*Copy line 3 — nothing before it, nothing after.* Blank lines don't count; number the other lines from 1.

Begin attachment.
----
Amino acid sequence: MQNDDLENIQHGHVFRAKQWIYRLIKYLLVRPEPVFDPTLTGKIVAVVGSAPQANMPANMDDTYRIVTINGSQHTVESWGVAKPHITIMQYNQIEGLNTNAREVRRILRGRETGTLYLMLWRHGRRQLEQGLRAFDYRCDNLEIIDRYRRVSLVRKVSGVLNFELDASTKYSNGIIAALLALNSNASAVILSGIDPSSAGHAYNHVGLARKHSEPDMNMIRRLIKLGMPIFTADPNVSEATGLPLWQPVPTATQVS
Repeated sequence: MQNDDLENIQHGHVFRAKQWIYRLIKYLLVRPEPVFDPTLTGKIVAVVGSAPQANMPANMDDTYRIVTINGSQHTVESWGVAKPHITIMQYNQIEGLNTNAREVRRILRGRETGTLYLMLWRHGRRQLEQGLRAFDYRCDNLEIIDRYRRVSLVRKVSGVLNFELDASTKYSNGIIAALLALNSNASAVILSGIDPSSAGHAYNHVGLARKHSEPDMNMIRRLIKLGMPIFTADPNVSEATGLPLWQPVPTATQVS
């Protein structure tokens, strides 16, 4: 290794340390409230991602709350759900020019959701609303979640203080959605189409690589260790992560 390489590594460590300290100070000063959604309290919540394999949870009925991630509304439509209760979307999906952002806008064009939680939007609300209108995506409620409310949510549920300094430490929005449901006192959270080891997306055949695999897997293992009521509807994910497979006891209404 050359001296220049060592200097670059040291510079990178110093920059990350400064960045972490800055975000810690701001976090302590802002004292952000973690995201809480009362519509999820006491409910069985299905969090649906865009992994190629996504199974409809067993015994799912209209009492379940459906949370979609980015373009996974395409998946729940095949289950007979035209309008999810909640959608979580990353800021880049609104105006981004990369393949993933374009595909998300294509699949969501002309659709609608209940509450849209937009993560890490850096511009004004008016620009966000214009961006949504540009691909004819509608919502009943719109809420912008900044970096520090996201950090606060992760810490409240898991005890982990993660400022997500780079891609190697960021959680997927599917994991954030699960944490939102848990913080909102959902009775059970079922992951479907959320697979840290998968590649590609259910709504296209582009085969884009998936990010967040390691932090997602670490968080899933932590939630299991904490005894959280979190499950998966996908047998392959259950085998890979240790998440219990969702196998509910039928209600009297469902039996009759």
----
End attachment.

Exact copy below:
């Protein structure tokens, strides 16, 4: 290794340390409230991602709350759900020019959701609303979640203080959605189409690589260790992560 390489590594460590300290100070000063959604309290919540394999949870009925991630509304439509209760979307999906952002806008064009939680939007609300209108995506409620409310949510549920300094430490929005449901006192959270080891997306055949695999897997293992009521509807994910497979006891209404 050359001296220049060592200097670059040291510079990178110093920059990350400064960045972490800055975000810690701001976090302590802002004292952000973690995201809480009362519509999820006491409910069985299905969090649906865009992994190629996504199974409809067993015994799912209209009492379940459906949370979609980015373009996974395409998946729940095949289950007979035209309008999810909640959608979580990353800021880049609104105006981004990369393949993933374009595909998300294509699949969501002309659709609608209940509450849209937009993560890490850096511009004004008016620009966000214009961006949504540009691909004819509608919502009943719109809420912008900044970096520090996201950090606060992760810490409240898991005890982990993660400022997500780079891609190697960021959680997927599917994991954030699960944490939102848990913080909102959902009775059970079922992951479907959320697979840290998968590649590609259910709504296209582009085969884009998936990010967040390691932090997602670490968080899933932590939630299991904490005894959280979190499950998966996908047998392959259950085998890979240790998440219990969702196998509910039928209600009297469902039996009759």